Title: Last mile delivery by drones: an estimation of viable market potential and access to citizens across European cities
Authors: AURAMBOUT JEAN PHILIPPEGKOUMAS KONSTANTINOSCIUFFO BIAGIO
Citation: EUROPEAN TRANSPORT RESEARCH REVIEW vol. 11 p. 30
Publisher: SPRINGER HEIDELBERG
Publication Year: 2019
JRC N°: JRC112601
ISSN: 1867-0717 (online)
URI: https://etrr.springeropen.com/articles/10.1186/s12544-019-0368-2
http://publications.jrc.ec.europa.eu/repository/handle/JRC112601
DOI: 10.1186/s12544-019-0368-2
Type: Articles in periodicals and books
Abstract: Rapid technological developments in autonomous unmanned aerial vehicles (UAV or drones) and an evolving legislation may soon open the way for their large-scale implementation in the last mile delivery of products. The use of drone could drastically decrease labour costs and has been hyped as a potential disruptor to the parcel delivery industry. Online retailers and delivery companies, such as Amazon, are already filing up patents for the development of multi-level fulfilment centres for unmanned aerial vehicles or “drone-beehives” that would allow the deployment of this technology within built environment. A substantial amount of research has been carried out in the last years on the potential use of drones for parcel delivery, principally in the area of logistic optimisation. However, little is known about the potential market and economic viability of such services in Europe. This paper presents a modelling framework using EU-wide high-resolution population and land-use data to estimate the potential optimal location of drone-beehives based on economic viability criterion. It estimates the potential number of EU28 citizens that could potentially benefit from last mile-drone delivery services under four scenarios. The performed analyses indicates that under the most technologically realistic scenario, up to 7% of EU citizens could get access to such services. When considering technological improvements scenarios, this range is extended to 30%. Furthermore, results suggest that due the differences in population and land-use patterns in the different Member States, the potential drone coverage across Europe could be very heterogeneous, with the UK, Germany, Italy and France appearing as the most likely countries where drone-beehives may have the most efficient development.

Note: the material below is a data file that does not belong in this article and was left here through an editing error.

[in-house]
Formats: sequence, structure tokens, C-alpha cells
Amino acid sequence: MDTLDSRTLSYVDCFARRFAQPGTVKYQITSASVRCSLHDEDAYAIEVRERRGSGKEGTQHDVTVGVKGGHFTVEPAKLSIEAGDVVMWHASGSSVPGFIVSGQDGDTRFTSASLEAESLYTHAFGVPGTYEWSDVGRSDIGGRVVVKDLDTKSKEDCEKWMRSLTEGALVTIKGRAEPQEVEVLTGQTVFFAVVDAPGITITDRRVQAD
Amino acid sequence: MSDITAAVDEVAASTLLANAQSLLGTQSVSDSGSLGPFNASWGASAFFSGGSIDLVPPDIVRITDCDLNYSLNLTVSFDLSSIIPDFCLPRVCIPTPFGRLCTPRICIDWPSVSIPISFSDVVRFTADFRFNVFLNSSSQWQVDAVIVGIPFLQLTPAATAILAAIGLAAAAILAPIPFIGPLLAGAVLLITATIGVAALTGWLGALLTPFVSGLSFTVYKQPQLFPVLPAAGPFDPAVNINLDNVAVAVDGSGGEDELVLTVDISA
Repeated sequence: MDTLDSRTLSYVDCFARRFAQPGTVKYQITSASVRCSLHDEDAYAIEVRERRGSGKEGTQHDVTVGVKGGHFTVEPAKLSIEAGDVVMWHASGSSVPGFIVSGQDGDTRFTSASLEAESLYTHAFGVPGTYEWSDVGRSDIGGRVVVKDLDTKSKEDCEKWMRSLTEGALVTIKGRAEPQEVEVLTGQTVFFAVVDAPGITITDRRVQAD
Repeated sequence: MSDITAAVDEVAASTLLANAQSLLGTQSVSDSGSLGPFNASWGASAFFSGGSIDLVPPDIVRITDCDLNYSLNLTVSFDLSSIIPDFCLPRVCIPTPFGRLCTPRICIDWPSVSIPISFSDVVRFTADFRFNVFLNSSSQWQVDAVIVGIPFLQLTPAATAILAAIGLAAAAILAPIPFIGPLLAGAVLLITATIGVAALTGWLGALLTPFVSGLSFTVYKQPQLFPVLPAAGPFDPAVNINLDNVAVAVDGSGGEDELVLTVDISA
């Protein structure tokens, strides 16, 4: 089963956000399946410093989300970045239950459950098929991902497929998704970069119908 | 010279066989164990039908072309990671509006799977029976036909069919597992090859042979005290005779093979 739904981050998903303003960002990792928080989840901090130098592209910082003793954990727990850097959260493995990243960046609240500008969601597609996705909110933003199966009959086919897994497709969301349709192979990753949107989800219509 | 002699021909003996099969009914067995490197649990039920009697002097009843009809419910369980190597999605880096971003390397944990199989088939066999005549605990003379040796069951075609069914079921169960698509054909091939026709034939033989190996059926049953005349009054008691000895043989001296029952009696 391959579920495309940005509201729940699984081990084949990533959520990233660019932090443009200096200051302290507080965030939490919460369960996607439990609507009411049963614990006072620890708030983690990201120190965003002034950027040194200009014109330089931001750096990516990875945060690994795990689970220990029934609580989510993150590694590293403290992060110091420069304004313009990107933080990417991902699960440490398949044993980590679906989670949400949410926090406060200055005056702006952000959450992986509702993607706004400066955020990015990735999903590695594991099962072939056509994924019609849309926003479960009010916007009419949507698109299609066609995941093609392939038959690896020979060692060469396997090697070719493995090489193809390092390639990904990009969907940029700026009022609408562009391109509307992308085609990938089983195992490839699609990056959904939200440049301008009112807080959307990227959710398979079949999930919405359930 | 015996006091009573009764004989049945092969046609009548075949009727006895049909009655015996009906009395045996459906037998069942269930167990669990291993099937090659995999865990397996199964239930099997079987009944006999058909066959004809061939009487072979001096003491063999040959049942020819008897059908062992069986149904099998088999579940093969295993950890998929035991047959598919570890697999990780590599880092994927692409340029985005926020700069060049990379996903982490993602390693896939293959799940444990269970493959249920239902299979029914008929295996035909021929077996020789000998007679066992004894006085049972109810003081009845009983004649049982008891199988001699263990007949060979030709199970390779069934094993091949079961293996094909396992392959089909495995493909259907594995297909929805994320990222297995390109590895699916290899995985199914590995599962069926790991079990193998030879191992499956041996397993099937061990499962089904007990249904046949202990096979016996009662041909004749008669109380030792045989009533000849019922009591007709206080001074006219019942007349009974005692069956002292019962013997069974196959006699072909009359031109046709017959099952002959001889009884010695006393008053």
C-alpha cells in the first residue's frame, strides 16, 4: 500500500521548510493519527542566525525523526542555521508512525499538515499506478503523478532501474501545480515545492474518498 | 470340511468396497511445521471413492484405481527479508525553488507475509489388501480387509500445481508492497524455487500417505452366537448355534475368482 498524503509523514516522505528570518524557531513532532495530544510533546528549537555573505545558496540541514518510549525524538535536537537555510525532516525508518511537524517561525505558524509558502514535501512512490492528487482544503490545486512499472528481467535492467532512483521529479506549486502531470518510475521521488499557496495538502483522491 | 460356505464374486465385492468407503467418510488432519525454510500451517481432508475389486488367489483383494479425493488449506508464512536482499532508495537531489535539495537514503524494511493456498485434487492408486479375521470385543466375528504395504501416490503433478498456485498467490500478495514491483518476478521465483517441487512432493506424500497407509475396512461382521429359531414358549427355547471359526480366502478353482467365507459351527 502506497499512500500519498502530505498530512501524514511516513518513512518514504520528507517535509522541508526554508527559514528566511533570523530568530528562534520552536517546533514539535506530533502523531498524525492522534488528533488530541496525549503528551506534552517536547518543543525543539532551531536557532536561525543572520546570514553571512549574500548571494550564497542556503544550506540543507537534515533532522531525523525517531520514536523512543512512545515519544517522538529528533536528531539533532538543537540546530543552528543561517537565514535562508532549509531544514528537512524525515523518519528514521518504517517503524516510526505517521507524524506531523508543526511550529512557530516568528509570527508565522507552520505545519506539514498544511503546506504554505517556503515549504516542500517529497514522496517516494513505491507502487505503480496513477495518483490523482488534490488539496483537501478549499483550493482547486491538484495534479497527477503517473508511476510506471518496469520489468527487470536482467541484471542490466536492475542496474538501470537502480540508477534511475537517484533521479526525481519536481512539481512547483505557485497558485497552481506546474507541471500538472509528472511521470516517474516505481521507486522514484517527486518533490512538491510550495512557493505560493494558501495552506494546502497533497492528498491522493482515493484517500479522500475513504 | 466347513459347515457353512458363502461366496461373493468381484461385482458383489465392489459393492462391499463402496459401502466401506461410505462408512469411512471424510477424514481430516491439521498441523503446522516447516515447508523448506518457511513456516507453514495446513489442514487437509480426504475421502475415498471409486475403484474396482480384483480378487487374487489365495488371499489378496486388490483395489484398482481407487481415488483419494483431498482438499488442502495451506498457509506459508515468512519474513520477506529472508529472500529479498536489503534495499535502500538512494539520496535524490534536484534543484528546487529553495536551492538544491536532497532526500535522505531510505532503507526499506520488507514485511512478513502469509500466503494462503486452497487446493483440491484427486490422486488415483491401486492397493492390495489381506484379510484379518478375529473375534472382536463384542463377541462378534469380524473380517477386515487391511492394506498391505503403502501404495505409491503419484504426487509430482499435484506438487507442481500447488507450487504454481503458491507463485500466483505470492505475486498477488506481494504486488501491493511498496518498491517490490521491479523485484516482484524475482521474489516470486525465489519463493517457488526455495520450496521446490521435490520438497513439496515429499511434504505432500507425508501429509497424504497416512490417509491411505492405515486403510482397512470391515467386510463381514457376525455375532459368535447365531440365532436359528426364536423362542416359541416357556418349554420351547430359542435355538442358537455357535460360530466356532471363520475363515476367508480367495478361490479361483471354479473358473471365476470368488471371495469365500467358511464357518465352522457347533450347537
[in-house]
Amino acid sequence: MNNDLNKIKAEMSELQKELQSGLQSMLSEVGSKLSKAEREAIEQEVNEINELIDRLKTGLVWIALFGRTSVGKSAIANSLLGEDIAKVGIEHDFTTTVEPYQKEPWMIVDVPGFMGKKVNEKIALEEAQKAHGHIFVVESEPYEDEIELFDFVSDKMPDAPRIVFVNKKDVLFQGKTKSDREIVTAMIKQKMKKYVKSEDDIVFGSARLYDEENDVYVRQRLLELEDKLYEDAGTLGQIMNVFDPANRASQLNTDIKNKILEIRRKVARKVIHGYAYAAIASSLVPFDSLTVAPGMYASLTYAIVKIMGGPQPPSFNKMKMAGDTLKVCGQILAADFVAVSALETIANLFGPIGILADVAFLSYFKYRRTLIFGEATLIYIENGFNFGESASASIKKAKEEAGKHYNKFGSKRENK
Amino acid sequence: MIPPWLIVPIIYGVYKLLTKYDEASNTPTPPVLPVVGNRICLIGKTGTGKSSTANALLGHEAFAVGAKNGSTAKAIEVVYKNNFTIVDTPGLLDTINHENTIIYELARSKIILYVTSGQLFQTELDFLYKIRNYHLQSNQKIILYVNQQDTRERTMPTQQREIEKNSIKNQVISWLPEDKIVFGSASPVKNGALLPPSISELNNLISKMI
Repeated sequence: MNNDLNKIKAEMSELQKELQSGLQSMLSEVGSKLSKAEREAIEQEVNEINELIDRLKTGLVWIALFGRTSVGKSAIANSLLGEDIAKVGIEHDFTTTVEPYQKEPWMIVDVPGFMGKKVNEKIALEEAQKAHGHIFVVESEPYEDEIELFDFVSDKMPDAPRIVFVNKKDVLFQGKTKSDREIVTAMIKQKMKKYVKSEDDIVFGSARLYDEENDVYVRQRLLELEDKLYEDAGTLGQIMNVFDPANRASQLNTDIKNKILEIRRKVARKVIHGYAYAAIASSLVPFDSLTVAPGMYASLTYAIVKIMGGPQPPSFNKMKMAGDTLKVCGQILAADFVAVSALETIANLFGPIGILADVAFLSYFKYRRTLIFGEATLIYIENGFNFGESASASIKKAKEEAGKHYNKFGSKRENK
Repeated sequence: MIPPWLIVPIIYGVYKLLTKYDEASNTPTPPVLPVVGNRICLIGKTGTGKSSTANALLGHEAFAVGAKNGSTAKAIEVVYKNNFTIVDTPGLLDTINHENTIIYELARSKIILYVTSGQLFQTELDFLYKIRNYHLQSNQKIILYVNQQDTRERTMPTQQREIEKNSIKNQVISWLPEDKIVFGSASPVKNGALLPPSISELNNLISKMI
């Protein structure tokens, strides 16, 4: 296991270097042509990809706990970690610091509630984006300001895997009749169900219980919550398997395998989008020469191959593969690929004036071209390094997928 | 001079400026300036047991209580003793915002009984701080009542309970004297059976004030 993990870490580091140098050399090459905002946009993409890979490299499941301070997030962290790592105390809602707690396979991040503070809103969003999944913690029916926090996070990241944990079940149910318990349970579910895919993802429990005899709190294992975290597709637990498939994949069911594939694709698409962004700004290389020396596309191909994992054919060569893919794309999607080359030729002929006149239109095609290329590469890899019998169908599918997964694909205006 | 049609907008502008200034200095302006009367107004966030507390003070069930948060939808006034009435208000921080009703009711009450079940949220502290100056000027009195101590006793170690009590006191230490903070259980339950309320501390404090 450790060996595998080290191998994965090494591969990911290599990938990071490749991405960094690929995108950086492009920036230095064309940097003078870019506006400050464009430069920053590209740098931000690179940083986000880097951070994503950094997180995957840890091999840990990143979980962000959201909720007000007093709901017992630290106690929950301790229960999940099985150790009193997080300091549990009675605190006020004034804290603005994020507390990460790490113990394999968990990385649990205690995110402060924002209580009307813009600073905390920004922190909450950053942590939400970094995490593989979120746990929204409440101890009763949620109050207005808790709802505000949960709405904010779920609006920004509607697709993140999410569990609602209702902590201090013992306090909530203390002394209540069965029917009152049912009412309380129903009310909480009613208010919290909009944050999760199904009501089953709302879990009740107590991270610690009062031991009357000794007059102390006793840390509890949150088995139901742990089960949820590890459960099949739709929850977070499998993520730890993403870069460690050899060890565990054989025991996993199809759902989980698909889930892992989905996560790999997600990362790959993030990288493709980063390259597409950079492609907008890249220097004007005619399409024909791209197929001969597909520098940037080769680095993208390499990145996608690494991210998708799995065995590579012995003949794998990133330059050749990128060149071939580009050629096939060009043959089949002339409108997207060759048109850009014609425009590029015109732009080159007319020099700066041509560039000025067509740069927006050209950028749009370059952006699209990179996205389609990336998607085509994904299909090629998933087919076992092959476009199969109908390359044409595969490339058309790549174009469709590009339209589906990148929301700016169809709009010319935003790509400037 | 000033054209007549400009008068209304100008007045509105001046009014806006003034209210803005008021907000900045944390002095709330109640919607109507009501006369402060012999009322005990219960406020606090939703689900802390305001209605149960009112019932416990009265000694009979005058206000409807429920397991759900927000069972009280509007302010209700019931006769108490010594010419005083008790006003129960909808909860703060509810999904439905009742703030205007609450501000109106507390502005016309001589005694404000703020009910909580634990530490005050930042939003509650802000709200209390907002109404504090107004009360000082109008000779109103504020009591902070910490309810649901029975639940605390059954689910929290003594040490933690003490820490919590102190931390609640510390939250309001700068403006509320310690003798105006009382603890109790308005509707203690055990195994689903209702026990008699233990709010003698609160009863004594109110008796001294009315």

JRC Directorate:Growth and Innovation

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